Senior Citizen Political Wish List Prepared for
Congress by NCOA
Aging program funding, Medicare low-income
protections, senior hunger top list
Feb. 5, 2014 – While reminding members of Congress
that about one-quarter of the voters this November are expected to be
senior citizens (age 65 or older), the National Council on Aging is has
released a senior wish list for Congress. It suggests five ways Congress
can help seniors – “especially those in greatest need.”
Following is the list from the NCOA.
1. Restore funding for and modernize aging
Older Americans Act (OAA) funds
critical services that help seniors stay healthy, independent, and
economically secure in their own homes. These include programs like
senior nutrition, prevention, caregiver support, and transportation.
Senior services are facing a double whammy—funding
has not kept up with inflation or the growing population of seniors and
the federal budget sequester has caused even deeper cuts.
There is good news in the FY14 budget agreement,
which includes new investments to prevent elder falls, increases for
Alzheimer’s disease strategies, and restored funding for senior
nutrition. But more action is needed. At a minimum, funding for aging
services should be returned to pre-sequester levels.
The OAA also is overdue for reauthorization—an
opportunity to strengthen the bill for today’s older population.
Bipartisan momentum is building to vote on reauthorization this year,
including provisions to modernize senior centers, improve access to
evidence-based prevention, and reduce elder abuse.
2. Protect low-income Medicare beneficiaries
The Medicare Qualified Individual (QI) program pays
Medicare Part B premiums for beneficiaries whose incomes are 120-135% of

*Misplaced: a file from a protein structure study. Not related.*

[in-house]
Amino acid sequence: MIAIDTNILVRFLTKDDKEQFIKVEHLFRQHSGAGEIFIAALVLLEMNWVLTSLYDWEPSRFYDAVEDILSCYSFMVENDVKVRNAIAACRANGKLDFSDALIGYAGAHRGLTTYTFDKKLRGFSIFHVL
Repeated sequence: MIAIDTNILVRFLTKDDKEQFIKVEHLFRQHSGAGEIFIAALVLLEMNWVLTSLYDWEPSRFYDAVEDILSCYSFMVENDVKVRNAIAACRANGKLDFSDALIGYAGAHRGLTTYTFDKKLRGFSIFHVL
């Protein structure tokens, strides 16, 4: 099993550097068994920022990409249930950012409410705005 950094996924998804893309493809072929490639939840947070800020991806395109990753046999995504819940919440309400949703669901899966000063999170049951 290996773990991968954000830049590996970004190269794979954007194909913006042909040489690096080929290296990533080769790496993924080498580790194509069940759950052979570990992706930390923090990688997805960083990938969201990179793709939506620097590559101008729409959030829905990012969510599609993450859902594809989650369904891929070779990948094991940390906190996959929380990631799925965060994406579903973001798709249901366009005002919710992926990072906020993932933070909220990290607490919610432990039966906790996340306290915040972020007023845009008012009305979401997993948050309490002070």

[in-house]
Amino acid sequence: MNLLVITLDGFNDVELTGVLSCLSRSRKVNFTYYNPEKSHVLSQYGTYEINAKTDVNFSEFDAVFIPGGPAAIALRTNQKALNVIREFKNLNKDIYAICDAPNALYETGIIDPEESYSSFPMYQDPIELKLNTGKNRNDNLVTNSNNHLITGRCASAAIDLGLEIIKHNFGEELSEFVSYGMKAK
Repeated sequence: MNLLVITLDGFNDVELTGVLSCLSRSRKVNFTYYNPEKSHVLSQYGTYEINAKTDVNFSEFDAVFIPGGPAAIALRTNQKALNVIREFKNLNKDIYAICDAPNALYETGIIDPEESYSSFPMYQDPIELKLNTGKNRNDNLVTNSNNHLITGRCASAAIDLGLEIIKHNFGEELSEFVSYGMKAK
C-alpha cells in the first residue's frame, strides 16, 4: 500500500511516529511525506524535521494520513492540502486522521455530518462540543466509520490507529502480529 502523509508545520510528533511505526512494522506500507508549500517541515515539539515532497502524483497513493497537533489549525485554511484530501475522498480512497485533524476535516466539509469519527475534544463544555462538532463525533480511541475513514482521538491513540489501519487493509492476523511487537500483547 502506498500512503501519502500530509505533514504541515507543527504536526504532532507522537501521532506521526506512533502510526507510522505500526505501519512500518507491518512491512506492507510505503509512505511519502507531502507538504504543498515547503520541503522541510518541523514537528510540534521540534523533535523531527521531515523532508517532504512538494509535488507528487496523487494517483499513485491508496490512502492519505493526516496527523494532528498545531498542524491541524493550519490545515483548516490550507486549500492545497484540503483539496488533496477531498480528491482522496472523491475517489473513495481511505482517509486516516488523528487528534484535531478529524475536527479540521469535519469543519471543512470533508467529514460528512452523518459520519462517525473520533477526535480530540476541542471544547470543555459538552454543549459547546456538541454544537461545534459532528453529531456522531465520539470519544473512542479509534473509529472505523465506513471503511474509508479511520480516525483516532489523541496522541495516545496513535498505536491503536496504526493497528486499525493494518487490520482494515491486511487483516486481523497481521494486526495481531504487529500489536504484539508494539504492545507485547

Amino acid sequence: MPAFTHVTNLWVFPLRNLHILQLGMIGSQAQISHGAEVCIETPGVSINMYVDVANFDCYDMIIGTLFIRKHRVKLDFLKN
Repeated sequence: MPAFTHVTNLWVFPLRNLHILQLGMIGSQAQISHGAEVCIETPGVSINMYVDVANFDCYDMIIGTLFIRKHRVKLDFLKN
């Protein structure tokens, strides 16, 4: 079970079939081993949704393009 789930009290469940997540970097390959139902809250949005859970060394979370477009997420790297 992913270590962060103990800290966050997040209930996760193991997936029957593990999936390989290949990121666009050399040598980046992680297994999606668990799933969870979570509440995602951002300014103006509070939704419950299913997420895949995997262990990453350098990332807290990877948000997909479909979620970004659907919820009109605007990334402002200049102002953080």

poverty—about $13,700-$15,300 per year. Without this assistance, these
seniors would not be able to afford doctor visits.
In recent years, QI has expired each Dec. 31, but
Congress has temporarily extended it along with fixes to Medicare
physician payments. This year, momentum is building to permanently fix
Medicare physician payments. Congress should
make the QI program permanent at
the same time and fund outreach to help low-income seniors access this
and other benefits.
3. Renew the Farm Bill to help fight senior
Editor’s Note: The list was issued
before the Farm Bill was passed late yesterday after years of battle in
Congress. It is expected to be signed by President Obama on Friday.
The Farm Bill renewal is poised to boost funding
for the nation’s food banks, transition the Commodity Supplemental Food
Program to a seniors-only program, and test using the
Supplemental Nutrition Assistance Program
(SNAP) for nonprofit grocery delivery programs for seniors.
Yet, Congress continues to pursue SNAP cuts—on top
of an $11 billion cut in November. The latest proposal would eliminate
as much as $8.6 billion in benefits. SNAP helps nearly 4 million older
adults pay for healthy food each month.
4. Introduce long-term care legislation
The number of Americans needing
long-term services and supports
will more than double as the boomers age. Medicare does not cover them,
and private insurance is unaffordable for most people. The current
system places enormous burdens on family caregivers and forces seniors
to spend-down their life savings into poverty before getting help from
Medicaid. A recent Long-Term Care Commission report included
recommendations to improve the system.
Bi-partisan leadership is needed to introduce
legislation to provide affordable options for Americans that do not
exclude purchasers based on pre-existing conditions and that produce
significant savings to Medicaid. Education on the facts also is
5. Pass immigration reform
Comprehensive immigration reform would strengthen
direct care workforce, 20-23% of
whom are foreign born. Direct care workers provide home care and other
services that allow seniors to stay independent. Reform also would
produce economic benefits to Medicare and Social Security by increasing
the number of younger workers paying into these funds.
About NCOA The National Council on Aging (NCOA) reports to be the nation’s
leading nonprofit service and advocacy organization representing older
adults and the community organizations that serve them. Their goal is to
improve the health and economic security of 10 million older adults by
2020. For more than 60 years, NCOA says it has been a trusted voice and
innovative problem-solver helping seniors navigate the challenges of
aging in America. It works with local and national partners to give
older adults tools and information to stay healthy and secure, and we
advocate for programs and policies to improve the lives of all seniors,
especially the most vulnerable. For more information, please visit www.ncoa.org.
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